As the Ebola outbreak raged throughout Sierra Leone, survivors of the disease didn’t just have to deal with the trauma of life-threatening illness or losing their homes and possessions to infection prevention and control measures. (When a person was confirmed infected with Ebola, health officials would cordon off their homes and burn their belongings, sometimes along with the house itself, as part of attempts to curb the disease’s spread.)
They also had to deal with social stigma—severe fear within communities, and sometimes even between friends and within families, that survivors may carry the virus. Not to mention blame and shame.
“Nobody wanted to come close to [survivors]; communities rejected them,” Sherry said. “There were a lot of blame games: ‘You brought Ebola into our village, you survived while others died, you caused the death of our relatives.’”
Many survivors internalized this stigma and many relocated, leaving behind the homes they’d forever known but that were now painfully unwelcoming, whether because of community hostility, lingering memories, or both. Women, he notes, were hit hardest, as caregivers who either suffered the brunt of blame for spreading Ebola, or were crushed under the weight of all those they’d cared for and lost.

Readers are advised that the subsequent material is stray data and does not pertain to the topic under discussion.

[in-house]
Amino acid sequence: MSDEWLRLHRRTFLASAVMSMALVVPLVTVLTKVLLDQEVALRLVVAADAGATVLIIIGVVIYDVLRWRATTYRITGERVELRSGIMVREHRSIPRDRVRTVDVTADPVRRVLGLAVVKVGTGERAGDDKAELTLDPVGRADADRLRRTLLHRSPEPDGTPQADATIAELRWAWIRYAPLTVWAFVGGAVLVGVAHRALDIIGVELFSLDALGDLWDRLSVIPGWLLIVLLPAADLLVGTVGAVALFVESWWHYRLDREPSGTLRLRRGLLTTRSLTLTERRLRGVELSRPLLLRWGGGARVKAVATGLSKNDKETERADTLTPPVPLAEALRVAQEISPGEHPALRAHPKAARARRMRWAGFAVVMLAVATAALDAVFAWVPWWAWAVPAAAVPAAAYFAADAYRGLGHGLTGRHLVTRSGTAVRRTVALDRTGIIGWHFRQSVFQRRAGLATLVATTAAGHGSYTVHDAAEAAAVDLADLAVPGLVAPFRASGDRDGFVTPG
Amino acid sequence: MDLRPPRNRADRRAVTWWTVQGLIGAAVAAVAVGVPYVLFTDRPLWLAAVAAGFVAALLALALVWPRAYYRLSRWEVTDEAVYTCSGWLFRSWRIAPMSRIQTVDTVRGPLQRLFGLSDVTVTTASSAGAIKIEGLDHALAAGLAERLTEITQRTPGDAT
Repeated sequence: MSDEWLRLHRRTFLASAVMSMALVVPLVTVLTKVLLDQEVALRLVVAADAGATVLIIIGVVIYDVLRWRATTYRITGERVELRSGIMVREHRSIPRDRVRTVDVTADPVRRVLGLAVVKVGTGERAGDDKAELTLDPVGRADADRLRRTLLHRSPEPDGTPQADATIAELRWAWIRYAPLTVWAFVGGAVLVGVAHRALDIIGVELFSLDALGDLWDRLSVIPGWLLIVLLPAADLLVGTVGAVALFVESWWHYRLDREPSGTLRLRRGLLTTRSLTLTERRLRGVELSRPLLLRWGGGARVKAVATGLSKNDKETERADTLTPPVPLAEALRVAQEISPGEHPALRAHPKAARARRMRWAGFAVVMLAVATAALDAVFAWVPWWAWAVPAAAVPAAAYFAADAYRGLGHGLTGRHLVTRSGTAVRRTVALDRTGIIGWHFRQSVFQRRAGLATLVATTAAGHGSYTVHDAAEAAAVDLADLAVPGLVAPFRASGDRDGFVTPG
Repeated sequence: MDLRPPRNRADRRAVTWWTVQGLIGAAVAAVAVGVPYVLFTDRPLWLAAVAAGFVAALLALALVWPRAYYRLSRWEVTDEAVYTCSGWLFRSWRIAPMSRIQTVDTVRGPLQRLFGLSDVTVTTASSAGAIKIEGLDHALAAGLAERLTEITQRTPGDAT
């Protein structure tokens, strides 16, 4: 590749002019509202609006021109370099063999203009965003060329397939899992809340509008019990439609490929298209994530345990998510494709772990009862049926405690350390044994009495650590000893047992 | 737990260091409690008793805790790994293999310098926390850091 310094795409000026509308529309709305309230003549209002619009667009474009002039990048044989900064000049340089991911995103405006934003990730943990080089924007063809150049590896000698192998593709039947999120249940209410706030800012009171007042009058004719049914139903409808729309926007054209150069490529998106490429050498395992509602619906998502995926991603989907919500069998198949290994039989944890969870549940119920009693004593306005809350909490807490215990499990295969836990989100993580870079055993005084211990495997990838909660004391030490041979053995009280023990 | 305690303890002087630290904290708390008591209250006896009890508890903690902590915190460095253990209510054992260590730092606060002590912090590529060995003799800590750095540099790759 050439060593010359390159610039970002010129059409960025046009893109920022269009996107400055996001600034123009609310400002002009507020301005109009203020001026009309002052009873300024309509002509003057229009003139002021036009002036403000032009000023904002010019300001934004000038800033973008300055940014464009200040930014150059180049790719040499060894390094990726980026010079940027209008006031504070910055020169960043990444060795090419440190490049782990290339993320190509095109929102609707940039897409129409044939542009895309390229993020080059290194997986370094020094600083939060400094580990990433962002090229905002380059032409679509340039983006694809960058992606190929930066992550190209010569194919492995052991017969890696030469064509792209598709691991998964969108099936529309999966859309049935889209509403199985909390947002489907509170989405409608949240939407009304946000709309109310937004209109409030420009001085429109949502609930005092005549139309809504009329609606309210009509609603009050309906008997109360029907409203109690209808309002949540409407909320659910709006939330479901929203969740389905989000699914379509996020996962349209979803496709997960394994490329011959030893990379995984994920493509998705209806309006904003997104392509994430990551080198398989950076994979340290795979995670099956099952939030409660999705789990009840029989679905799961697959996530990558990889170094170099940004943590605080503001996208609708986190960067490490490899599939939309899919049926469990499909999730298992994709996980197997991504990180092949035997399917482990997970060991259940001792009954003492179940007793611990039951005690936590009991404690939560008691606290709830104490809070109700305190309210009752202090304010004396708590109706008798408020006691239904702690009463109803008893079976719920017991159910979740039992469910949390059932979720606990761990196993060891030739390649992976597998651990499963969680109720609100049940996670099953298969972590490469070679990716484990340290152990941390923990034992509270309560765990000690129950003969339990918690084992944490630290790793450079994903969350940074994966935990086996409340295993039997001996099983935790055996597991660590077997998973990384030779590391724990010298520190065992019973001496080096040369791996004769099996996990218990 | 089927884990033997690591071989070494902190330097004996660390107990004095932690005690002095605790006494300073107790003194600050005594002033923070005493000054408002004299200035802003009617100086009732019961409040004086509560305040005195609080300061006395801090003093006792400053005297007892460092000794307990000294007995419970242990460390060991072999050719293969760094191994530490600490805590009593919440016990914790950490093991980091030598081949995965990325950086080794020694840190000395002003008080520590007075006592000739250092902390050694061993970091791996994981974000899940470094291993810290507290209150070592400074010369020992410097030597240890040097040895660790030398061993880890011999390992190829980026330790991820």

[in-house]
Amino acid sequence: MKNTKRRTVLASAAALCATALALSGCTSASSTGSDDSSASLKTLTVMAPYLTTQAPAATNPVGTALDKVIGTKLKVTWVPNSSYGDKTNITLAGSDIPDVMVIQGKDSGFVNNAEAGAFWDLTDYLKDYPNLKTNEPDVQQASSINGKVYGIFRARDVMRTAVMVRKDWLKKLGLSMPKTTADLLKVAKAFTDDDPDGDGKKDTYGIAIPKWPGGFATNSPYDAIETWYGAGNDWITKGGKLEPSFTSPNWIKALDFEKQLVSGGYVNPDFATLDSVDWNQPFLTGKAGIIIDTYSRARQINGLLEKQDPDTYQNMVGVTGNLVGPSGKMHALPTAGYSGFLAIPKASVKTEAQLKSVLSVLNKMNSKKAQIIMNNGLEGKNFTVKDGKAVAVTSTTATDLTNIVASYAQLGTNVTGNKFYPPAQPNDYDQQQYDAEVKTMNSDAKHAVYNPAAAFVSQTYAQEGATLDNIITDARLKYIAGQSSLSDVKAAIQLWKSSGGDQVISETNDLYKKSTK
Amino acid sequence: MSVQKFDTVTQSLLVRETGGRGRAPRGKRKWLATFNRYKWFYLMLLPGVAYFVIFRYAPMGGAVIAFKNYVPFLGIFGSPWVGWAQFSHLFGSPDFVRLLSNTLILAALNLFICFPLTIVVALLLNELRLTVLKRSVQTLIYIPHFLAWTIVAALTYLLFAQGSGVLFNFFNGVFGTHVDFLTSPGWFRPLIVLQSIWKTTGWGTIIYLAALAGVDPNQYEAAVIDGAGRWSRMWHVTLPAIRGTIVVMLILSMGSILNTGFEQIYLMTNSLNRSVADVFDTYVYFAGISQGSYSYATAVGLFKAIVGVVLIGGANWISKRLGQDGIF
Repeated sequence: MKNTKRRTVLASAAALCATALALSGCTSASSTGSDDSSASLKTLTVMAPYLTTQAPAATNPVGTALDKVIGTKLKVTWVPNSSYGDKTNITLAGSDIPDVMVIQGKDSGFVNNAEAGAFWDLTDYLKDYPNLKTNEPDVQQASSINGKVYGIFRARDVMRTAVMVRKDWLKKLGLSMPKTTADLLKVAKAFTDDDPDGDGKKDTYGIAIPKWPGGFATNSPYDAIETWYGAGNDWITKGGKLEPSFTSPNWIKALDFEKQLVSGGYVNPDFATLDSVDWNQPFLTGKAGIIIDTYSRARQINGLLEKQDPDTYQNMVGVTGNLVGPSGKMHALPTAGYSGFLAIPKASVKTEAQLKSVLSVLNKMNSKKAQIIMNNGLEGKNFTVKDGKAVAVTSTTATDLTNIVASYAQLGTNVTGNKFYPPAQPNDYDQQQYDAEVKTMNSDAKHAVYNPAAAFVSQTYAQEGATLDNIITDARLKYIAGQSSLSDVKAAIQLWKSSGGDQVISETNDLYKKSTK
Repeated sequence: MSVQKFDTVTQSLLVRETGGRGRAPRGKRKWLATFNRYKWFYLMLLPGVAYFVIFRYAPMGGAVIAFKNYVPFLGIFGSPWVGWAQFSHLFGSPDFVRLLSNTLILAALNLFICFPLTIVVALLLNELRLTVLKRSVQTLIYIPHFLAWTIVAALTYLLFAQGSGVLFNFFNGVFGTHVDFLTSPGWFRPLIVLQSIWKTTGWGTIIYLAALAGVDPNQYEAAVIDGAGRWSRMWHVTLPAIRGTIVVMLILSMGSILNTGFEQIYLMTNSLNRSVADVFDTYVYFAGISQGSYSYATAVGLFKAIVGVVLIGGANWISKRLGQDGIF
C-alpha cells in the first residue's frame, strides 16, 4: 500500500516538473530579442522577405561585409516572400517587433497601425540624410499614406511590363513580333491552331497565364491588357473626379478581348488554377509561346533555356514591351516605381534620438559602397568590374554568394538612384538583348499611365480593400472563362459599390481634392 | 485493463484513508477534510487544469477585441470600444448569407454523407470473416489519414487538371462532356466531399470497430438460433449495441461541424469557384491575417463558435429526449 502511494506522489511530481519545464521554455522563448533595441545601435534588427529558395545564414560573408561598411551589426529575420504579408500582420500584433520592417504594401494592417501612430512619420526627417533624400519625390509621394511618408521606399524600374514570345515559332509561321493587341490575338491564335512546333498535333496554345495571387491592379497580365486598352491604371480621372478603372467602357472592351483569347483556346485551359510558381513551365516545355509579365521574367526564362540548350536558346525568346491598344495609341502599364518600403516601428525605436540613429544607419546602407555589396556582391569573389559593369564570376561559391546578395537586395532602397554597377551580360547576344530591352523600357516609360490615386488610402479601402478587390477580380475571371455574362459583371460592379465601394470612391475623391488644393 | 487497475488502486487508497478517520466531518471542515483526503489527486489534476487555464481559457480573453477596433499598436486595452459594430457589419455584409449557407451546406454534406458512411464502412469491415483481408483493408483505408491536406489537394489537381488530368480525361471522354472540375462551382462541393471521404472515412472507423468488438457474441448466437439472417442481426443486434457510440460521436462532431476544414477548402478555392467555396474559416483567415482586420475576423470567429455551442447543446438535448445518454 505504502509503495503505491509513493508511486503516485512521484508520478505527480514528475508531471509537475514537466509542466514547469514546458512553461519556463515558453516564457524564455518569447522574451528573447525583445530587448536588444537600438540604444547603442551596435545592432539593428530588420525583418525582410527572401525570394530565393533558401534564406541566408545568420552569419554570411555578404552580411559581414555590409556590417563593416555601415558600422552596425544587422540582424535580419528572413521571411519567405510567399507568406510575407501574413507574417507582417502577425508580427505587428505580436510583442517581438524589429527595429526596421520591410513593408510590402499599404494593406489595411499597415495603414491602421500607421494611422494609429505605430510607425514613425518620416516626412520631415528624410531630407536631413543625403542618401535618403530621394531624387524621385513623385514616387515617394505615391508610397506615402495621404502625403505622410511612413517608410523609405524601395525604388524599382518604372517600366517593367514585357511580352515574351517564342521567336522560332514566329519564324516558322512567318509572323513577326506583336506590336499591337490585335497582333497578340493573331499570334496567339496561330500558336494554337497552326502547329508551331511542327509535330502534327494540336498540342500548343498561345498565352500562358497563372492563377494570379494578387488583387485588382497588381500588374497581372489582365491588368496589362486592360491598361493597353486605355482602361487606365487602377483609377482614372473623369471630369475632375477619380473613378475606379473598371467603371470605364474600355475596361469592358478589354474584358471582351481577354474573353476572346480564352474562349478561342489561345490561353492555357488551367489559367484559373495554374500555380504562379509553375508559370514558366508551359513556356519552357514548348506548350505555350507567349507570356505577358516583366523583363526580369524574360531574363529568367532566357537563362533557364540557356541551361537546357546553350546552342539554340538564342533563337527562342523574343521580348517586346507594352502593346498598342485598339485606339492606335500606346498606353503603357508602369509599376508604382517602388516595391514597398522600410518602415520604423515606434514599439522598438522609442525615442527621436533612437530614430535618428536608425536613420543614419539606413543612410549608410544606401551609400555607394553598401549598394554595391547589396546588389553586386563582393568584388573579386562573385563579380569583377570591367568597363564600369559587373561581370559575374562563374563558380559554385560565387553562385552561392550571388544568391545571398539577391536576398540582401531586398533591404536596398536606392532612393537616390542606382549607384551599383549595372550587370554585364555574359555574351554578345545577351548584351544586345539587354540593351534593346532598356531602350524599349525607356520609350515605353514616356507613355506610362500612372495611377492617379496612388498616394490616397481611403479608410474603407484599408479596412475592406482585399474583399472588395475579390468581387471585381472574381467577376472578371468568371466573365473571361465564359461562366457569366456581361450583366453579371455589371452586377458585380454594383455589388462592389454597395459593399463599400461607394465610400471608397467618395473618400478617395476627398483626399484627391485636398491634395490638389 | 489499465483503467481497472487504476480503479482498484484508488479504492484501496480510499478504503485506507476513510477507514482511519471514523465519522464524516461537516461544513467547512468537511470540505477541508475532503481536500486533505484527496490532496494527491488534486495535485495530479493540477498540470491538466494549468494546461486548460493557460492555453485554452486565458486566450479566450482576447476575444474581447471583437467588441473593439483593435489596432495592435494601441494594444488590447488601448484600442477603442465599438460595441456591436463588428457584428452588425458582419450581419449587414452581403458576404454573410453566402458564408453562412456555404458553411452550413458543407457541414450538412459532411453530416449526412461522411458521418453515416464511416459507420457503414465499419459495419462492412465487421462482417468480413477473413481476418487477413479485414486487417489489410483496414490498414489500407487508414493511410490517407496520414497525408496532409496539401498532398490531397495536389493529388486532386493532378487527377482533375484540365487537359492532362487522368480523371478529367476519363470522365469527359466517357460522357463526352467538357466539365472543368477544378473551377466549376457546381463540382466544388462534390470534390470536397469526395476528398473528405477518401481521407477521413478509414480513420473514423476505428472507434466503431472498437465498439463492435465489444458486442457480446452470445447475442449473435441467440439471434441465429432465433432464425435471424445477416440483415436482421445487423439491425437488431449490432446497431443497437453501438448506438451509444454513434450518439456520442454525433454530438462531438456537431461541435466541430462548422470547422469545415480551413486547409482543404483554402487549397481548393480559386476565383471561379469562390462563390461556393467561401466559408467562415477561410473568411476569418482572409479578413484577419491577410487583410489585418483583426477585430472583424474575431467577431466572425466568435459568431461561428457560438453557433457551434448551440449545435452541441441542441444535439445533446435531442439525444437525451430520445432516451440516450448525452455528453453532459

When Bangura returned to Masiaka, the town where he was living before the outbreak, no one knew about his status as an Ebola survivor; though his chosen family had rejected him, he had the opportunity to resettle into the community where he’d for years served his friends and neighbors. He could blend back in.
He did the opposite.
“I had to speak,” he said. “I had to let people understand my status and why I got infected.”
Bangura wasn’t considering only himself in this decision. He also thought of all those less privileged than him, and how he could use his statuses—as an educated, respected community member, and now as an Ebola survivor—to become a better advocate for them.